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Qual Life Res. 2016 Jan;25(1):13-23. doi: 10.1007/s11136-015-1058-8. Epub 2015 Jun 29.

Estimating minimally important difference (MID) in PROMIS pediatric measures using the scale-judgment method.

Author information

1
Department of Psychology, University of North Carolina at Chapel Hill, 358 Davie Hall, CB #3270, Chapel Hill, NC, 27599, USA. dthissen@email.unc.edu.
2
Department of Psychology, University of North Carolina at Chapel Hill, 358 Davie Hall, CB #3270, Chapel Hill, NC, 27599, USA. liuy0811@live.unc.edu.
3
Department of Psychology, University of North Carolina at Chapel Hill, 358 Davie Hall, CB #3270, Chapel Hill, NC, 27599, USA. brooke.magnus@unc.edu.
4
Department of Psychology, University of North Carolina at Chapel Hill, 358 Davie Hall, CB #3270, Chapel Hill, NC, 27599, USA. hallyq@live.unc.edu.
5
Division of Nephrology, Department of Pediatrics and Communicable Diseases, C.S. Mott Children's Hospital, University of Michigan, Ann Arbor, MI, USA. dgipson@med.umich.edu.
6
Department of Pediatrics, Emory University College of Medicine, Atlanta, GA, USA. cdampie@emory.edu.
7
Institute for Child Health Policy, University of Florida, Gainesville, FL, USA. i-chan.huang@stjude.org.
8
Department of Epidemiology and Cancer Control, St. Jude Children's Research Hospital, Memphis, TN, USA. i-chan.huang@stjude.org.
9
Children's National Health System, Washington, DC, USA. PSHinds@childrensnational.org.
10
The George Washington University, Washington, DC, USA. PSHinds@childrensnational.org.
11
Division of Nephrology, Department of Pediatrics and Communicable Diseases, C.S. Mott Children's Hospital, University of Michigan, Ann Arbor, MI, USA. dselewsk@med.umich.edu.
12
Department of Health Policy and Management, Gillings School of Global Public Health, University of North Carolina at Chapel Hill, Chapel Hill, NC, USA. bbreeve@email.unc.edu.
13
Cecil G. Sheps Center for Health Services Research, University of North Carolina at Chapel Hill, Chapel Hill, NC, USA. hgross@email.unc.edu.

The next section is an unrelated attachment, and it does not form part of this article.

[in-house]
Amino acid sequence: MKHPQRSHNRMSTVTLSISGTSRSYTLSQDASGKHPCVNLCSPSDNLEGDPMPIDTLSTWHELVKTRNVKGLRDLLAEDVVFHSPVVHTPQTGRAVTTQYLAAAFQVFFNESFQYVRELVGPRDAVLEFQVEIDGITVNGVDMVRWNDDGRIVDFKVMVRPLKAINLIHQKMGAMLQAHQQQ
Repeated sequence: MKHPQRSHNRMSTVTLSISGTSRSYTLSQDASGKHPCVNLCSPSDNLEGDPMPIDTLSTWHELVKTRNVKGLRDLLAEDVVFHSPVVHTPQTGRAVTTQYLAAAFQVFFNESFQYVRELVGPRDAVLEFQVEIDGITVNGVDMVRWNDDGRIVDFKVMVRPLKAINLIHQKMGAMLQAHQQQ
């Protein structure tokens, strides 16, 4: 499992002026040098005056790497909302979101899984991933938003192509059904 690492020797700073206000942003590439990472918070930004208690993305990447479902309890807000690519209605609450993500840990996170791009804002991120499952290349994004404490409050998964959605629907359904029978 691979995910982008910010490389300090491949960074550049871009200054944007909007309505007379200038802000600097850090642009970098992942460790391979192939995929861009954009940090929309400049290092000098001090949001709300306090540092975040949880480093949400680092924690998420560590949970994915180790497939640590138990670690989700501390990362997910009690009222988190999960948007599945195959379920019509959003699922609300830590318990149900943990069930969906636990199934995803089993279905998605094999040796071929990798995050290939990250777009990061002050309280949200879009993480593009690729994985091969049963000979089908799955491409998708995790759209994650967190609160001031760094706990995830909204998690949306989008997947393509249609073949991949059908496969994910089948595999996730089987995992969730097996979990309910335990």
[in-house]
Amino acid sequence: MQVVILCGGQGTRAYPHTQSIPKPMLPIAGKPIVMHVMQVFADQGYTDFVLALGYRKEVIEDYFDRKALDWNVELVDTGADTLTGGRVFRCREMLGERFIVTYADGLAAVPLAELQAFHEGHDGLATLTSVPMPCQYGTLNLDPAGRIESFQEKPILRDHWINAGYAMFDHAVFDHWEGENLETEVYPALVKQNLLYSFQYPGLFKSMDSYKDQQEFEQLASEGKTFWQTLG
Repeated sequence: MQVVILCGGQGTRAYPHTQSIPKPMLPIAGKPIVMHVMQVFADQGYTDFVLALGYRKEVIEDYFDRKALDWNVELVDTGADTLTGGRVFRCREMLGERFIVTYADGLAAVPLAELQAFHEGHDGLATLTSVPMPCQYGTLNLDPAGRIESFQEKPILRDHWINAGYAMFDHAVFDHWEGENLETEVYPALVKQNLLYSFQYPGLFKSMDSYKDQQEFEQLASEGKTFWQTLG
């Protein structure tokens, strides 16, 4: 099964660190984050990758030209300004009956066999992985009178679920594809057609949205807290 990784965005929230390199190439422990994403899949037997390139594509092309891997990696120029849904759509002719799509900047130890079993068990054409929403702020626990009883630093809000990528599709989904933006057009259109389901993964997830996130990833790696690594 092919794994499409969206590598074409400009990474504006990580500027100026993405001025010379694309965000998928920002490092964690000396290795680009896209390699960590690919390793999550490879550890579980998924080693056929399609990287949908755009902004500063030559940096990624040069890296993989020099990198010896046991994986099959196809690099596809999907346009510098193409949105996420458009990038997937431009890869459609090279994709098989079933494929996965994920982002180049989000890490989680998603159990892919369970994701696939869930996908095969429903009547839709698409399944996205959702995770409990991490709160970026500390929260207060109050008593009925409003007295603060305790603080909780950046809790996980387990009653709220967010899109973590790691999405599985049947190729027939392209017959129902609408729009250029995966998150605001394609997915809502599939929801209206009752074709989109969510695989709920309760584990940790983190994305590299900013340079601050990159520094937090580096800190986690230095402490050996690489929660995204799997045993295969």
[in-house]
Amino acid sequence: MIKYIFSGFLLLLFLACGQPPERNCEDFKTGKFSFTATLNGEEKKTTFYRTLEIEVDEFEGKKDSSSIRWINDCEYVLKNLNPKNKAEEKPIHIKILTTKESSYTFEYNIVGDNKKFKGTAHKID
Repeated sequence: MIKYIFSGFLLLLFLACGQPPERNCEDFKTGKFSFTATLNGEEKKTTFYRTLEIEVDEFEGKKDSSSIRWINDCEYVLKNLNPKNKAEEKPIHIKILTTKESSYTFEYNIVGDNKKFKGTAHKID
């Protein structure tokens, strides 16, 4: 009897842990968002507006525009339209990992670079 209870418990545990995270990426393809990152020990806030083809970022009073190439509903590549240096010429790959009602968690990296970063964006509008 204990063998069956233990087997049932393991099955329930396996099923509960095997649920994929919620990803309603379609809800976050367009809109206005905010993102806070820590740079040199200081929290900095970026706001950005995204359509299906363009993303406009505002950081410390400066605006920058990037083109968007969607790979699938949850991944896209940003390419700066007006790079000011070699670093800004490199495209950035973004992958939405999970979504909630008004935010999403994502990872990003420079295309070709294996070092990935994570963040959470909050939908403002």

14
Division of General Medicine and Clinical Epidemiology, Cecil G. Sheps Center for Health Services Research, University of North Carolina at Chapel Hill, Chapel Hill, NC, USA. dewaltd@med.unc.edu.

Abstract

OBJECTIVE:

To assess minimally important differences (MIDs) for several pediatric self-report item banks from the National Institutes of Health Patient-Reported Outcomes Measurement Information System(®) (PROMIS(®)).

METHODS:

We presented vignettes comprising sets of two completed PROMIS questionnaires and asked judges to declare whether the individual completing those questionnaires had an important change or not. We enrolled judges (including adolescents, parents, and clinicians) who responded to 24 vignettes (six for each domain of depression, pain interference, fatigue, and mobility). We used item response theory to model responses to the vignettes across different judges and estimated MID as the point at which 50 % of the judges would declare an important change.

RESULTS:

We enrolled 246 judges (78 adolescents, 85 parents, and 83 clinicians). The MID estimated with clinician data was about 2 points on the PROMIS T-score scale, and the MID estimated with adolescent and parent data was about 3 points on that same scale.

CONCLUSIONS:

The MIDs enhance the value of PROMIS pediatric measures in clinical research studies to identify meaningful changes in health status over time.

KEYWORDS:

Item response theory; Minimally important difference; PROMIS; Patient-reported outcomes; Pediatrics; Self-report

PMID:
26118768
PMCID:
PMC4695321
DOI:
10.1007/s11136-015-1058-8
[Indexed for MEDLINE]
Free PMC Article

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